Abstract


Volume 6, Issue 1, February Issue - 2018, Pages:62-86


Authors: Rajendra Singh*, K.P. Singh,M. Saminathan, Vineetha, S, G.B. Manjunatha Reddy, Madhulina Maity, Susan Cherian, K. Dhama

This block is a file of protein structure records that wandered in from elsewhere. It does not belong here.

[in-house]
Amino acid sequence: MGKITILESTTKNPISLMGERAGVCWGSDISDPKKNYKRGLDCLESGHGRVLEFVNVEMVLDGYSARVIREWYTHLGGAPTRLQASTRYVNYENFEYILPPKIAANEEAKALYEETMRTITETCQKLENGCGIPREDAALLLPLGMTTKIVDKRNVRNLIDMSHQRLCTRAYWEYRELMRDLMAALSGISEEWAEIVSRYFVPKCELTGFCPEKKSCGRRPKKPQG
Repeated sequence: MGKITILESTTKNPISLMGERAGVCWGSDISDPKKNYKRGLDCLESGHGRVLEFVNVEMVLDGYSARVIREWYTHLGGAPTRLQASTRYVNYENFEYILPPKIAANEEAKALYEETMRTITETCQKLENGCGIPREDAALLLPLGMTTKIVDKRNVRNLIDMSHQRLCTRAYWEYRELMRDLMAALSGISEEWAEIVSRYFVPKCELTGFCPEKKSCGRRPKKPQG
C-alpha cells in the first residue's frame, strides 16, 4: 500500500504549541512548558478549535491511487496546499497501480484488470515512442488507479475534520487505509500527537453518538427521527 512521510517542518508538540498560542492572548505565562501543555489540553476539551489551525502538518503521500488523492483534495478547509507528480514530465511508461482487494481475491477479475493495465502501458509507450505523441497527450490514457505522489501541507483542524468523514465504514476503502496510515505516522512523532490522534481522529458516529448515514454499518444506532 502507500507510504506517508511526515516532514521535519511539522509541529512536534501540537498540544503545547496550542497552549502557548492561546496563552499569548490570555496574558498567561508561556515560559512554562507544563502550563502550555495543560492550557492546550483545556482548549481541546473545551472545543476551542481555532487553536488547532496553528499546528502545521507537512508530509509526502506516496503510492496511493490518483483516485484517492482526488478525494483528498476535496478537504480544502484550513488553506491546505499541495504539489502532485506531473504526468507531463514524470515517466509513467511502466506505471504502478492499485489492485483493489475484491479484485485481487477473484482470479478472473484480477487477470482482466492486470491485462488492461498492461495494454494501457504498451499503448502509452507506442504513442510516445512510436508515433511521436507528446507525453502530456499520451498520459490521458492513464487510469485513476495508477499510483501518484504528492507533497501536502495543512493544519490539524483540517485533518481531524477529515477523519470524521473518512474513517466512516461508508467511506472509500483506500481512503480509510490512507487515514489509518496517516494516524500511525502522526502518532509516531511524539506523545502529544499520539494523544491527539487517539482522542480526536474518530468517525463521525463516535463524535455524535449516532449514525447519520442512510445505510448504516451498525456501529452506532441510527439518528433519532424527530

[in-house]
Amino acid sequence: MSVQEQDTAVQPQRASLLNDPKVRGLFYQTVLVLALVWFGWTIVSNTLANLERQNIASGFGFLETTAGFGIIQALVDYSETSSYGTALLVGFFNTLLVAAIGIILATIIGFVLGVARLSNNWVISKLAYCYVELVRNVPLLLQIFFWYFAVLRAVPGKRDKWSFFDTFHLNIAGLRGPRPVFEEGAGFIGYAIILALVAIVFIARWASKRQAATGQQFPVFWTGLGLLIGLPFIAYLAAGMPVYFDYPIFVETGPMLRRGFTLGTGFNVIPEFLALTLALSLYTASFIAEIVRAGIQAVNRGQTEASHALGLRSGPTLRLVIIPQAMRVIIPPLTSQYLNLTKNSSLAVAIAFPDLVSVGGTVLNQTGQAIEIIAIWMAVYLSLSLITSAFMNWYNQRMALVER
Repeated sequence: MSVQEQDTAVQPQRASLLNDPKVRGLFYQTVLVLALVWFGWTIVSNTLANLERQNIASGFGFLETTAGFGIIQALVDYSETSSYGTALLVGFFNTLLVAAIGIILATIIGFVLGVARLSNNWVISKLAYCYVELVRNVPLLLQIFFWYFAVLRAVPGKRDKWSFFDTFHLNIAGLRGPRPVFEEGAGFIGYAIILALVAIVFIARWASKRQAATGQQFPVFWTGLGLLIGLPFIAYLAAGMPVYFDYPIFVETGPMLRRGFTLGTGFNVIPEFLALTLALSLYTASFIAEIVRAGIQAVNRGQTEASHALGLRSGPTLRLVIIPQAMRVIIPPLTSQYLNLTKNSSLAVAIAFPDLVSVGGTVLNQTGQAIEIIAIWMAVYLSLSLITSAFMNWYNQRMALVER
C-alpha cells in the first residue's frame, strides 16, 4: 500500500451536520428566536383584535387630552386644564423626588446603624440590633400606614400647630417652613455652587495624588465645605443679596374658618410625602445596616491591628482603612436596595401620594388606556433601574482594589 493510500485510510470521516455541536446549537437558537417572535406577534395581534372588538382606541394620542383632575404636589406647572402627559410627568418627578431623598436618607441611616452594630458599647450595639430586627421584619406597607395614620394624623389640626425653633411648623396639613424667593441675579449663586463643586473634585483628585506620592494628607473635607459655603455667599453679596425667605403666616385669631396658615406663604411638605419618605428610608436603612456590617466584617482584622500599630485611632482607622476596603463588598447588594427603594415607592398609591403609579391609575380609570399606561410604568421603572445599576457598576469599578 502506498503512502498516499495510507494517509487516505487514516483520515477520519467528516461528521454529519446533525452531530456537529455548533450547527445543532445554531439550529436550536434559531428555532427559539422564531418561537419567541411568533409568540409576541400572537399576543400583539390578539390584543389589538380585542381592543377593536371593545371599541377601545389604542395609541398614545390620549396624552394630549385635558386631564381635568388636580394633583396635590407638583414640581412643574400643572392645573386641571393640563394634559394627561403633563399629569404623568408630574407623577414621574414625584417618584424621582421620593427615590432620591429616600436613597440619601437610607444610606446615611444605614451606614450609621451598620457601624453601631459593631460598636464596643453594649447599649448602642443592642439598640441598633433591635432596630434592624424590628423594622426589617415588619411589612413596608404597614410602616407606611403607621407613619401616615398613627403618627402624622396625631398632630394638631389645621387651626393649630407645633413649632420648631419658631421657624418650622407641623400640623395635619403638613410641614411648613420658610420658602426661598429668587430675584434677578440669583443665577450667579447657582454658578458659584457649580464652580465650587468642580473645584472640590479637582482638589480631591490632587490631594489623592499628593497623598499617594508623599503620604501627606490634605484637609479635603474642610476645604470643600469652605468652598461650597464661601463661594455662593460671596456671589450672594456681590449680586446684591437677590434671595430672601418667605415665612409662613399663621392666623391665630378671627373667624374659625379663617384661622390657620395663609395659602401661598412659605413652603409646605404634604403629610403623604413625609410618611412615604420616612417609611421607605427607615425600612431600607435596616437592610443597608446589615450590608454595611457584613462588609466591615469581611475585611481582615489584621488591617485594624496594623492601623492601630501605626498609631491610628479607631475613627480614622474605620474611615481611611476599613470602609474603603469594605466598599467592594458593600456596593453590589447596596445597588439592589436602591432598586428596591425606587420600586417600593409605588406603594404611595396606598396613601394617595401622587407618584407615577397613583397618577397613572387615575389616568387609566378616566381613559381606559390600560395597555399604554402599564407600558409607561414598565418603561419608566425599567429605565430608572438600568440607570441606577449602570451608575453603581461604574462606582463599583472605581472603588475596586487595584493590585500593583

Abstract: Rabies is a fatal viral zoonosis caused by lyssavirus. It affects warm blooded animals and humans. It is more prevalent in Asia, Africa and the Latin American countries. Although the exact magnitude of the disease is not reliably known, some studies estimated that 174 lakh persons are bitten by dogs and approximately 20,000 persons succumb to the disease annually. Global Alliance for Rabies Control estimated annual economic losses because of rabies in India is more than 2000 US dollars, mostly due to premature deaths, cost of vaccines, lost income for victims of animal bites and other costs. In spite of policies aimed for elimination of rabies, the same continues its reign as the most feared among the incurable human diseases, having rare declining trend. Being a neurotropic virus with variable incubation period within the host, death becomes inevitable once the pathogenesis has started with discernible clinical symptoms. Prompt diagnosis of the suspected cases is indispensable for effective cure and control of rabies. The diagnostic procedure recommended by OIE and FAO is direct fluorescent antibody test (dFAT). More than 3 million vaccine units are used annually as post-exposure prophylaxis in India. Both pre-exposure and post-exposure prophylactic vaccines for humans and animals are available for control and prevention of rabies. A greater impetus aimed for enhanced awareness of the disease, improvements in diagnosis and regular vaccination of target species shall hopefully free the globe from dog-mediated human rabies by 2030.
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